Reaction on review “Fruitleather Rotterdam”
Original review by Nandi, reaction by Vera
If I were to place this project into one of the Social Design Fields, it would have to be Sustainability. The project tackles multiple problems (waste and leftover material, polluting leather industries, and lack of resources) with one solution (or project), fruitleather.
I believe the strengths of this project are, first of all, that it is super ecofriendly. The materials used are both organic and biodegradable (because it’s just “normal” fruit). The material is sustainable, which is very trendy at the moment. Loads of people are getting more and more into sustainable living and sustainable products, so this is a great project to latch onto that movement in society.
Apart from this material being ecofriendly, it is also a cheaper (and cleaner, which makes it cheaper again) material than leather, which would make it not only more accessible to a lot of people, but also more likely to become a (partial) replacement to real leather.
Lastly, it solves several problems (as I mentioned earlier). The project also raises awareness for these problems, which is, according to me, also a great strength of this project.
The weaknesses of this project are likely that people are unfamiliar with the material and that they could be skeptical of it. Real leather is a high quality product. Leather items usually have a very long lifespan (for example a leather jacket I have been wearing almost every day for the past seven years which is still in reasonably great condition). I doubt a lot of people would be willing to blindly give up these high quality, durable items in exchange for something new or unknown that they (or anyone they know) have no personal experience with.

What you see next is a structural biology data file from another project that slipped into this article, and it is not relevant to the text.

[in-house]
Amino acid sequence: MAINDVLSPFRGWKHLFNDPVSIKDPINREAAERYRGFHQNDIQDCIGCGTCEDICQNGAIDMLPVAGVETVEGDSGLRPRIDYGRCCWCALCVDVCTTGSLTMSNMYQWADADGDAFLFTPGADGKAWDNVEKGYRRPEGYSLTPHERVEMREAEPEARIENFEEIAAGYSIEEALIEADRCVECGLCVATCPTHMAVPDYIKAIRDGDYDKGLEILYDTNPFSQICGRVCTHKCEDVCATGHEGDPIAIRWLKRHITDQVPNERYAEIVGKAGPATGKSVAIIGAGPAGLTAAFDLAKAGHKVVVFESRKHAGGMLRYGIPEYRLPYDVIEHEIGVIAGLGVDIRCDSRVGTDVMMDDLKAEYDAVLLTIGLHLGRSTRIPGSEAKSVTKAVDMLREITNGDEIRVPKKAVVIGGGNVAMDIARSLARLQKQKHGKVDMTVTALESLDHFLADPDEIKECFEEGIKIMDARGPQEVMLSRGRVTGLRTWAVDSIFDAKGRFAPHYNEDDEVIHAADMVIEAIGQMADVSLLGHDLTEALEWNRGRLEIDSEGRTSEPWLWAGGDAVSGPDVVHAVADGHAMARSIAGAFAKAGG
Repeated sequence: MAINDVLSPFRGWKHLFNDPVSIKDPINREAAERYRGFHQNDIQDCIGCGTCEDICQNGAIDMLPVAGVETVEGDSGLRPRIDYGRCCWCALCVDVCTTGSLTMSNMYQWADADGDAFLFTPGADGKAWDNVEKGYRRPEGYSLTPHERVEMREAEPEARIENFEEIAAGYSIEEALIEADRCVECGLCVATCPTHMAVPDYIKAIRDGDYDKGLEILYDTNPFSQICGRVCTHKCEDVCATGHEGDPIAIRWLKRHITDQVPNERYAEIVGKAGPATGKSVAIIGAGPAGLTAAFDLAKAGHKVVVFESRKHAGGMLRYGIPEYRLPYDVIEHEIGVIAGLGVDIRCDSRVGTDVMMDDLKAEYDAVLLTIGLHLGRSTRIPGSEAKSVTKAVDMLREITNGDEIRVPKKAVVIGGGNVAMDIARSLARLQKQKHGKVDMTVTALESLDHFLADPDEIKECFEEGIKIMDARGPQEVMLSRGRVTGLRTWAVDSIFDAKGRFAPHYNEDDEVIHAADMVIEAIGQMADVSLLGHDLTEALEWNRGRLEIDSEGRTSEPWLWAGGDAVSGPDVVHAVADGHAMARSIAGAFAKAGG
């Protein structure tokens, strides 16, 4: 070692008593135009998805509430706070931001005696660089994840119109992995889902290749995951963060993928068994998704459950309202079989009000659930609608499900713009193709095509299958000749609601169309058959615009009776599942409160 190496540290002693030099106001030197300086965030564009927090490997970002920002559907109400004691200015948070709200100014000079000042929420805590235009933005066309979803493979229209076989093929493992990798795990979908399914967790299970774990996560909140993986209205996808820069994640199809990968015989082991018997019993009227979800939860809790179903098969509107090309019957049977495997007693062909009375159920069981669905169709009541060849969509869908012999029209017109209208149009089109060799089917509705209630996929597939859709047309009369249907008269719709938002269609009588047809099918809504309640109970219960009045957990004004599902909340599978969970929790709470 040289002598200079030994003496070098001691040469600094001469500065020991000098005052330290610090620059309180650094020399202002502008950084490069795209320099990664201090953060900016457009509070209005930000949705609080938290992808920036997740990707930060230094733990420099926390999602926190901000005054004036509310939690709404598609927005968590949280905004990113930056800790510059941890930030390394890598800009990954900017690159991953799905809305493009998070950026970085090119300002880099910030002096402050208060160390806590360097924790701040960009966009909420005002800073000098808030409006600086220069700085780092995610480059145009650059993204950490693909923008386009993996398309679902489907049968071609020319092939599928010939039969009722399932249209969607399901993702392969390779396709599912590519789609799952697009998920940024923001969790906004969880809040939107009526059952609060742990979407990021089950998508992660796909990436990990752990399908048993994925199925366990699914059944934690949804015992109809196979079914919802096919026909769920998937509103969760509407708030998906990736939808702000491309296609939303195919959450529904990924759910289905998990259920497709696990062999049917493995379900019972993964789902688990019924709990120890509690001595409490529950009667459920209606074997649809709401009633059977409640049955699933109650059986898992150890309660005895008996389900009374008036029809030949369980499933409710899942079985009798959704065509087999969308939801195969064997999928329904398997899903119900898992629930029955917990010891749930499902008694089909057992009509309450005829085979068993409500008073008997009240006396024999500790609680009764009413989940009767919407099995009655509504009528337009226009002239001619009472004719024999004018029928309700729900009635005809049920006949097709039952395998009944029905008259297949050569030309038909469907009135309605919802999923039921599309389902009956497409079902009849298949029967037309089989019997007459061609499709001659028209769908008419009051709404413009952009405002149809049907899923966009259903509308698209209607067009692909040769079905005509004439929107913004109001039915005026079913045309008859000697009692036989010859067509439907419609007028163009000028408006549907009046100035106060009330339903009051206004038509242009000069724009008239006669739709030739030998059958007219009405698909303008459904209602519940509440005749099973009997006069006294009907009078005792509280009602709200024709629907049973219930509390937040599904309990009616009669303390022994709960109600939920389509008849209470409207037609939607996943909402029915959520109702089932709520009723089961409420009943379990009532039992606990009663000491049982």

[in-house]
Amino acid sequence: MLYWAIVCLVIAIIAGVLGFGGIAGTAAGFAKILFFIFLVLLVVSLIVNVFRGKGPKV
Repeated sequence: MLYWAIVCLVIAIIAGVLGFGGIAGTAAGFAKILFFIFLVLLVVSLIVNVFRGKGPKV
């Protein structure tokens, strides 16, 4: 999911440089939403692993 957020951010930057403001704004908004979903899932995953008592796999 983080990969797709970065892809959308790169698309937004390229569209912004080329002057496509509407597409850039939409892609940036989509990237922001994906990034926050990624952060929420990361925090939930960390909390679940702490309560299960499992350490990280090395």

Apart from the durability of the material and willingness of people to actually trade their comfortable, familiar items with something new, I have my doubts about the smell of the product. This might be different for everyone (just like everyone has a different opinion on the smell of leather), but personally, I wouldn’t want all the things in my bag smelling like fruit preserves or even rotten fruit. The project (/material) would have to be more developed (as Nandi mentions in her review) before it could be fully functional.
I feel like this project is mainly digestive with subversive hints. The reason I would put this project towards the digestive side is because it gives a solution for existing problems and does not necessarily question authority, but a subversive aspect of this project is that this material is radically different from real leather and how it’s produced.
As for the other “axis”, I would say this project leans more to the auto-relational side. It is the decision of the designers what products (for example, bags or jackets) are made with the material, what those products look like, and what the material looks like (which I believe can be influenced, looking at the enclosed pictures). The project has, in my opinion, allo-relational sides too, for example that there’s a second party (next to the designing party) that delivers the materials needed.